Former New York Mayor Rudy Giuliani is giving a talk on leadership at the University of New Hampshire law school.

Giuliani, who served as mayor from 1994 to 2011, will deliver a presentation called "Leadership in the 21st Century" on Tuesday in Concord.

Afterward, Concord Mayor Jim Bouley will present Giuliani with a key to the city.

In the North Country Millsfield wants to regain a spot it held six decades ago: Being the first place to vote in the presidential election.

That goes back to just after midnight in November 1952 when the seven voters of Millsfield, which straddles Route 26 between Errol and the Dixville, cast the first votes in the presidential election, according to Time magazine article.

Jimmy Wayne via Flickr CC

Utah lawmakers have advanced a bill that would move the state’s presidential primary ahead of New Hampshire’s.

Legislation approved by the House Monday gives lawmakers the option of holding an online election, provided it is “held before any other caucus, primary, or other event selecting a nominee in the nation.”

If approved by the Senate and signed by Gov. Gary Herbert, the bill, HB 410, would require the state to fund the Western State Primary, at an estimated cost of $1.6 million.

February 28th marks thirty years since the 1984 New Hampshire presidential primary. The ’84 election is often overlooked today – mostly because the general election saw Republican President Ronald Reagan beat Democrat Walter Mondale in a landslide - and yet, the 1984 primary was fairly influential.

Today marks thirty years since the 1984 New Hampshire primary. It’s a contest not well remembered today – on the Republican side, President Ronald Reagan was running essentially unopposed, and the man who won the Democratic nomination, Walter Mondale, not only lost the New Hampshire primary, he lost the general election in a landslide.

Sara Plourde

Characterized by partisan gridlock, grandstanding and an unwillingness to compromise, the 113th Congress is well on its way to becoming the least productive legislature in American history. Elected officials increasingly hail from the ideological fringes of their respective parties, leaving little room for moderation, dialogue or consensus around even routine issues.  The march to the partisan battlelines -- some argue -- starts long before a candidate is sworn in. It begins during the primary, when extreme views draw audiences and media attention away from the moderate middle. Today, we’re prodding one of New Hampshire’s sacred cows by asking whether it’s time to dramatically reforming the way we do primaries.

Aaron Web via Flickr Creative Commons

Here's what you had to say:

"I'd feel like we'd become more insignificant than we already are."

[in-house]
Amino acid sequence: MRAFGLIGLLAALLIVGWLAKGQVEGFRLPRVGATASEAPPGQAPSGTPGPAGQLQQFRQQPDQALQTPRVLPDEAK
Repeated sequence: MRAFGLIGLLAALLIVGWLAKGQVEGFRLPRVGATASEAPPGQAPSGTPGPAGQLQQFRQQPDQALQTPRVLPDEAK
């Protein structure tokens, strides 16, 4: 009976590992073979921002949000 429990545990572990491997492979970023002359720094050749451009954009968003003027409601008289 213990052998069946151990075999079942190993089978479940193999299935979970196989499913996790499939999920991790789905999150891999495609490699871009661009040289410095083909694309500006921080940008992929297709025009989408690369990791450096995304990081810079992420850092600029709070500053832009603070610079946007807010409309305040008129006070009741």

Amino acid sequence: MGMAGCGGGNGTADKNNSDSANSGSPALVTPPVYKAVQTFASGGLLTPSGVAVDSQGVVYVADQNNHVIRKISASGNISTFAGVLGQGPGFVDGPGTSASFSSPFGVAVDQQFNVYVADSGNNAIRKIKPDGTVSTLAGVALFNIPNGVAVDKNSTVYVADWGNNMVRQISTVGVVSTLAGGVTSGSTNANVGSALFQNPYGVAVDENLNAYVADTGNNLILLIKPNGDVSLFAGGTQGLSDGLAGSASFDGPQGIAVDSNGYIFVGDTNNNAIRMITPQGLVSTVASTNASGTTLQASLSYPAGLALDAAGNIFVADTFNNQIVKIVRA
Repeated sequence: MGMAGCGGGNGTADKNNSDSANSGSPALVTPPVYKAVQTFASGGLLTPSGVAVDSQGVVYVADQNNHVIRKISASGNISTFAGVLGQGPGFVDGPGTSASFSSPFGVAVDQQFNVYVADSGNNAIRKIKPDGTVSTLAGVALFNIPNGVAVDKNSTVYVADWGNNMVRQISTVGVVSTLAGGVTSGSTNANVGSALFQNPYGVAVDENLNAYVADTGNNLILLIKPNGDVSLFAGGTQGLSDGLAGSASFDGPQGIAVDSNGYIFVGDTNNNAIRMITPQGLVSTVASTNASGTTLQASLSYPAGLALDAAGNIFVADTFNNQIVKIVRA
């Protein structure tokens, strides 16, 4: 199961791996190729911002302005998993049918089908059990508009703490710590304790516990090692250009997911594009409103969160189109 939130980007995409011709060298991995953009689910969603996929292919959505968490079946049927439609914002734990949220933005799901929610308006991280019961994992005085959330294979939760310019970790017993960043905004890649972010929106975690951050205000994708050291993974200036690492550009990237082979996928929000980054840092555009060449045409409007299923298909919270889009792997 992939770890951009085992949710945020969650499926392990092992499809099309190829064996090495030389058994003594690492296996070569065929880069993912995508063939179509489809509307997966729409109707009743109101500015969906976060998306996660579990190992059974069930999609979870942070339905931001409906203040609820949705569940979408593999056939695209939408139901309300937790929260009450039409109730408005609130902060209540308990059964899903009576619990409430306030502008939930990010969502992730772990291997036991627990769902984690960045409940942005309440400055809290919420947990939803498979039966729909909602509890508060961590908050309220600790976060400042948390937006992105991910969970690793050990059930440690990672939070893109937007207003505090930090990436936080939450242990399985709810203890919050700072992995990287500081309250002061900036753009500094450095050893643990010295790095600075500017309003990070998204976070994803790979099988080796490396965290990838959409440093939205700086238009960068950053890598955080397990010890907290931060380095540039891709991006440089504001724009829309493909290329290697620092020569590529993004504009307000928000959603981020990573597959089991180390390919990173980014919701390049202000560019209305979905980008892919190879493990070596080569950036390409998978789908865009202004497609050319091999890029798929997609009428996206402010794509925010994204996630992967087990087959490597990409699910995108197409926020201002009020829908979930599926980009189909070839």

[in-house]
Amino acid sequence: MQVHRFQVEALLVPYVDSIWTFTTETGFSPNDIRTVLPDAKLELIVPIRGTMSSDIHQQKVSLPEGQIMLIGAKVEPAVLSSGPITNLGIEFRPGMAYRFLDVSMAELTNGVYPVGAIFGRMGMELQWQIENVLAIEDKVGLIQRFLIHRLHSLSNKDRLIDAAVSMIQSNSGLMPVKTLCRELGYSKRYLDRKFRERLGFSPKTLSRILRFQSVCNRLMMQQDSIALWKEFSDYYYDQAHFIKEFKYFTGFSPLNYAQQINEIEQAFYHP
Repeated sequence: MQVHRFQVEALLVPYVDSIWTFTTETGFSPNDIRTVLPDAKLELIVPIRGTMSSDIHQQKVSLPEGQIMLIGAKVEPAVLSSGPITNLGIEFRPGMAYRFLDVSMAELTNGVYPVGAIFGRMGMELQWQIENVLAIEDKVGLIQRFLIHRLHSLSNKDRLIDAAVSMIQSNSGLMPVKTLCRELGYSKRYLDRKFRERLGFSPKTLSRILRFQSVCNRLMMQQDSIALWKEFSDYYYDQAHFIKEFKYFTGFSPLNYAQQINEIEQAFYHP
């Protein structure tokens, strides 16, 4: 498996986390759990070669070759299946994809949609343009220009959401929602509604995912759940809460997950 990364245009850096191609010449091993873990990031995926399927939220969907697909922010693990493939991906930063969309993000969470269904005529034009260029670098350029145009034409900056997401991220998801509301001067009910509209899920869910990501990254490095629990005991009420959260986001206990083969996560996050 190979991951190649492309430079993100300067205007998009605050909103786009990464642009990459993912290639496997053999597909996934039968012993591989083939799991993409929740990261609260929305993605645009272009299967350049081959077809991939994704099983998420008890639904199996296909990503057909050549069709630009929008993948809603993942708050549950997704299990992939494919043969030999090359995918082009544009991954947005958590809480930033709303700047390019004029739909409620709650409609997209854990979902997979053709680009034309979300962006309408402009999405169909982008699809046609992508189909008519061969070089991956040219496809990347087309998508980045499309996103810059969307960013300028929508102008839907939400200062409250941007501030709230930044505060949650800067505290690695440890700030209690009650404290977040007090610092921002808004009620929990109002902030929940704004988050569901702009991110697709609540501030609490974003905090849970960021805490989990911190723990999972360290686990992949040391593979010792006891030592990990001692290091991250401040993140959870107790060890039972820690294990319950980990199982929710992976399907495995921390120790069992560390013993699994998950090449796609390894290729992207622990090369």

"Wouldn't bother me at all."

"It would be a real blow to the economy and to the ego of the state... I think the nation would lose out if we didn't have the presidential primary anymore.

"[I would feel] less stressed."

"I'm not really into politics.  I probably wouldn't care."

From the early days of the 2012 primary, influential liberals referred to Jon Hunstman, U.S. Ambassador to China, and Singapore before that, as “the sane Republican”.  Huntsman’s foreign policy chops and statesmen-like manner were frequently cited during his brief run, often by the candidate himself.  

Hassan's Win Powered By $11 Million In Outside Spending

Nov 16, 2012
Paul Filippov

By the time her victory over Ovide Lamontagne in the 2012 governor's race was in the books, Maggie Hassan had raised more than $1.9 million in contributions from some 7,550 individual donors.

After a recount Thursday, Republican incumbent  Lyle “Rusty” Bulis lost his seat in Grafton District 1, to another Republican Ralph Doolan.

Both are from Littleton.

Originally Doolan lost to Bulis by two votes and sought the recount.

The recount had Doolan winning by four votes.

There are two seats in District 1, which includes Littleton and Bethlehem.

The other seat was taken by Linda Massimilla, a Democrat and novice politician from Littleton. She beat beat incumbent Bulis and Doolan on November 6.

President Obama and gubernatorial candidate Maggie Hassan were the winners in Coos County on Tuesday.

According to official results now available from the New Hampshire Secretary of State  Obama received 9,095 votes in Coos compared to 6,342 for Mitt Romney.

Towns that voted for Romney included Clarksville; Colebrook; Columbia; Errol; Jefferson; Pittsburg and Stewartstown.

But those victories were offset by areas including Berlin where Romney had 1,248 votes compared to Obama’s 2,863.